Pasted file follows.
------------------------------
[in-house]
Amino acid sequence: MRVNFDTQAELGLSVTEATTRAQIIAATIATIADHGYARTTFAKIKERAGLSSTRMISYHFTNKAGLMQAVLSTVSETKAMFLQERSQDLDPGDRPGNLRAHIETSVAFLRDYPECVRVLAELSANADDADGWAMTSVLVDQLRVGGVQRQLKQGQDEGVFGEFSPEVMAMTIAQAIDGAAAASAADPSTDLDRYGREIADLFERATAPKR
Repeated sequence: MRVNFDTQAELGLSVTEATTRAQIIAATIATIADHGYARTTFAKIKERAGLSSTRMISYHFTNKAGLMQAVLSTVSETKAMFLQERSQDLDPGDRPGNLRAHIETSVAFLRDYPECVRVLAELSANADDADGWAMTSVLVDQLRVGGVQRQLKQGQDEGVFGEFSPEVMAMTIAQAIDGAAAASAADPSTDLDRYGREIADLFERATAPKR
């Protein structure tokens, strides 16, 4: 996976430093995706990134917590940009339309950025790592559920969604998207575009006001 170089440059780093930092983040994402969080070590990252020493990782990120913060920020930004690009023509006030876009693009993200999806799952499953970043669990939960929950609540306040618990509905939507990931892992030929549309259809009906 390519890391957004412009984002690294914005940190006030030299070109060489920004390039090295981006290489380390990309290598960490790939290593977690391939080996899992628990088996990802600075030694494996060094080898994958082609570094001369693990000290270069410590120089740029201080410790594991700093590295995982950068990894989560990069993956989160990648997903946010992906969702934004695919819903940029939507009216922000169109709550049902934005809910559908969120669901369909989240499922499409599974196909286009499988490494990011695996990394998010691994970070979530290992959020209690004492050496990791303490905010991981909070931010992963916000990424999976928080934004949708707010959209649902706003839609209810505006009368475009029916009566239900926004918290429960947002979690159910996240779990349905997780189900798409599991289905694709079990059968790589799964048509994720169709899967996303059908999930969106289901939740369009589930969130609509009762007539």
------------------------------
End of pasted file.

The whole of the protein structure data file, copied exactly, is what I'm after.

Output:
[in-house]
Amino acid sequence: MRVNFDTQAELGLSVTEATTRAQIIAATIATIADHGYARTTFAKIKERAGLSSTRMISYHFTNKAGLMQAVLSTVSETKAMFLQERSQDLDPGDRPGNLRAHIETSVAFLRDYPECVRVLAELSANADDADGWAMTSVLVDQLRVGGVQRQLKQGQDEGVFGEFSPEVMAMTIAQAIDGAAAASAADPSTDLDRYGREIADLFERATAPKR
Repeated sequence: MRVNFDTQAELGLSVTEATTRAQIIAATIATIADHGYARTTFAKIKERAGLSSTRMISYHFTNKAGLMQAVLSTVSETKAMFLQERSQDLDPGDRPGNLRAHIETSVAFLRDYPECVRVLAELSANADDADGWAMTSVLVDQLRVGGVQRQLKQGQDEGVFGEFSPEVMAMTIAQAIDGAAAASAADPSTDLDRYGREIADLFERATAPKR
């Protein structure tokens, strides 16, 4: 996976430093995706990134917590940009339309950025790592559920969604998207575009006001 170089440059780093930092983040994402969080070590990252020493990782990120913060920020930004690009023509006030876009693009993200999806799952499953970043669990939960929950609540306040618990509905939507990931892992030929549309259809009906 390519890391957004412009984002690294914005940190006030030299070109060489920004390039090295981006290489380390990309290598960490790939290593977690391939080996899992628990088996990802600075030694494996060094080898994958082609570094001369693990000290270069410590120089740029201080410790594991700093590295995982950068990894989560990069993956989160990648997903946010992906969702934004695919819903940029939507009216922000169109709550049902934005809910559908969120669901369909989240499922499409599974196909286009499988490494990011695996990394998010691994970070979530290992959020209690004492050496990791303490905010991981909070931010992963916000990424999976928080934004949708707010959209649902706003839609209810505006009368475009029916009566239900926004918290429960947002979690159910996240779990349905997780189900798409599991289905694709079990059968790589799964048509994720169709899967996303059908999930969106289901939740369009589930969130609509009762007539």